For anyone thinking of applying for this internship in the future, my advice would be don’t be hesitant, as it is a great opportunity for disabled people.
By Laura Murdanaigum
Before my internship I was volunteering at the Remode Collective, a social enterprise which upcycles unwanted and unused textiles into new products. I also helped in Remode Collective studio sessions to design and make new clothes.
I found out about the Social Security Experience Panels internship within the Social Security Directorate of the Scottish Government through my Employment Advisor. The role interested me for two reasons. Firstly, the role interested me because it offered the opportunity to work with and support a wide range of people (including disabled people) to be able to have a positive influence in creating the Scottish benefits system. I also thought that role would give me skills and experience that would help me get a job at the Scottish Government in the long term.
The Experience Panels project is really interesting. The Scottish Government conducts research with people who have experience of receiving benefits across Scotland, and uses their views and opinions to influence the creation of Social Security Scotland.
I started as an intern in the Experience Panels team in July 2019. Working with researchers and other business support staff, I am responsible for a number of different things in my role. These include organising accessible research events, inputting surveys, processing expense forms, and publicising Experience Panels research. I also write a quarterly newsletter to inform Experience Panel members about how their views are influencing the design of the new system.
On the one hand, it feels great being able to help other disabled people with the work I do. But I’ve also really enjoyed educating a friendly team of colleagues about disabled people. I know that the team and the organisation have benefited hugely from my knowledge about stenographers, and perspective on sensory impairments more widely.
That’s not to say that there haven’t been challenges throughout my internship though. Having worked in the third sector and the legal sector, coming into the Scottish Government was a culture shock. And, as I wasn’t used to working in a large organisation, it was also daunting learning my way around a huge maze of buildings at Victoria Quay. There were also some challenges getting my reasonable adjustments in place. At times, there were challenges organising a stenographer and organising an evacuation plan. However, it’s been really helpful having a fixed desk (in a hot-desking office) which means that people always know where to find me! Flexible working hours have also allowed me to take rests when I am fatigued.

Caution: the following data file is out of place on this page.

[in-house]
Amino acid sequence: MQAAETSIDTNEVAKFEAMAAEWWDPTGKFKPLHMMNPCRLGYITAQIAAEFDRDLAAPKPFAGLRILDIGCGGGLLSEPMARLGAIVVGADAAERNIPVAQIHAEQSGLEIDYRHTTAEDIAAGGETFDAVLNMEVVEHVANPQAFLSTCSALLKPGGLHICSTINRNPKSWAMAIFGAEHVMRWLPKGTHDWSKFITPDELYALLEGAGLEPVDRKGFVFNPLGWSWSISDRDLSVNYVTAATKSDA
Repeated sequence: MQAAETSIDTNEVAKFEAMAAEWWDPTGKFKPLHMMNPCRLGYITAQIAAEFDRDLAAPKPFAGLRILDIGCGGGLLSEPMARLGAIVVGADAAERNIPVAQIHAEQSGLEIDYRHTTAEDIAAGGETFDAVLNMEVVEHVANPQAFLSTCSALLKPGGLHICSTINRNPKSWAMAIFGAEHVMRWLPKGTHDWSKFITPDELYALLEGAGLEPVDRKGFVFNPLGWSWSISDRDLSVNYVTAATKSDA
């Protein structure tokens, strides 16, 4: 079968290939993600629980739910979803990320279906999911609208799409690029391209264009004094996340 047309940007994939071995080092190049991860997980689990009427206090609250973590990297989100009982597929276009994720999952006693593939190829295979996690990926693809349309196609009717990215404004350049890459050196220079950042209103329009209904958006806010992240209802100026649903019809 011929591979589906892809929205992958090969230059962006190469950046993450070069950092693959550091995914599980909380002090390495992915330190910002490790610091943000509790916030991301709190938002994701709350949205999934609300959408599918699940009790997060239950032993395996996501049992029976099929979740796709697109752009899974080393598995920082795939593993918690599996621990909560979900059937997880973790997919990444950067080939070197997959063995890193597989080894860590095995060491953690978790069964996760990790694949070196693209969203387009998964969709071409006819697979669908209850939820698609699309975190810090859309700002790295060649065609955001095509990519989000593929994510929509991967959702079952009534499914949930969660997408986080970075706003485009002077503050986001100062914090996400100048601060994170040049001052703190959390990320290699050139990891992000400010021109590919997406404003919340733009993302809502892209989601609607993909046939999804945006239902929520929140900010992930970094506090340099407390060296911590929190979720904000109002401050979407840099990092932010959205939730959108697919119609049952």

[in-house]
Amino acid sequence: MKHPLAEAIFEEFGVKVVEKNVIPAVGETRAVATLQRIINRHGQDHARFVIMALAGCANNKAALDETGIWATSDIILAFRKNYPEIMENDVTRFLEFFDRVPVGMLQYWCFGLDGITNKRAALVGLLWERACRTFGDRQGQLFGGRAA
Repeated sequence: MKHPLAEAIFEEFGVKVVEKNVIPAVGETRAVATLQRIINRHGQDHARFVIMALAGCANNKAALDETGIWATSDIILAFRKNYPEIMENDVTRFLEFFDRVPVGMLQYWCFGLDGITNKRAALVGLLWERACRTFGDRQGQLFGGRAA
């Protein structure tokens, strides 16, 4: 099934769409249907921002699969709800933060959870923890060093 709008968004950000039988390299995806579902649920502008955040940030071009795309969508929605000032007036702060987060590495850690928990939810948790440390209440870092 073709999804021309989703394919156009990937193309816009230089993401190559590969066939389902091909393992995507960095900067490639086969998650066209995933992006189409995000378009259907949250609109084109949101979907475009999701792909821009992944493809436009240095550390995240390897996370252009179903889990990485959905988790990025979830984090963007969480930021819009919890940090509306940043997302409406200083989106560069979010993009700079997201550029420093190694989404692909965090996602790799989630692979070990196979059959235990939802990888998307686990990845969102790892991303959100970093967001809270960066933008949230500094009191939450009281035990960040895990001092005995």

Like the rest of the team, I started working from home in the middle of March before the lockdown due to COVID 19. It has been hard working from home and I have always preferred working in the office as I get to see and talk to people. Working from home due to COVID 19 has meant that we have had to make new reasonable adjustments. This means that meetings have now been done by Skype messenger or by Skype video calls. It is a very surreal situation not being around your colleagues. However, it is good having a job to return to during the week as it keeps me going. And I am very lucky as the Experience Panels team are amazing colleagues and the team also makes an effort to stay in touch.
Overall, the most interesting part of my internship was going to Orkney with my manager in order to inform the islanders about the Experience Panels and gather research that would influence future Scottish benefits. I felt that I could use both my lived experience as a disabled person and as a highlander from the rural West Highlands and Islands to connect to the people that I met in Orkney.
Throughout my year here, I have learnt how to work in a very large organisation and how different teams help from social research to policy to create the new Scottish benefits system. I have also learnt that there are various positive opportunities available from mentoring to shadowing other people in a wide range of roles across the organisation.
The advice that I have for future interns is to meet with current interns to find out what working will be like at their place of employment, as well as to get tips in general. Above all, Inclusion Scotland have been very helpful for me. My advice to any future interns would be to keep close contact with them, let them know when you have any issues, and they will support you. For anyone thinking of applying for this internship in the future, my advice would be don’t be hesitant, as it is a great opportunity for disabled people.
I have enjoyed my internship very much as I have met lovely people in my own team and in the larger Social Security Directorate. Meeting other disabled people across the organisation has given me hope that disabled people will have a voice for positive change in Scotland.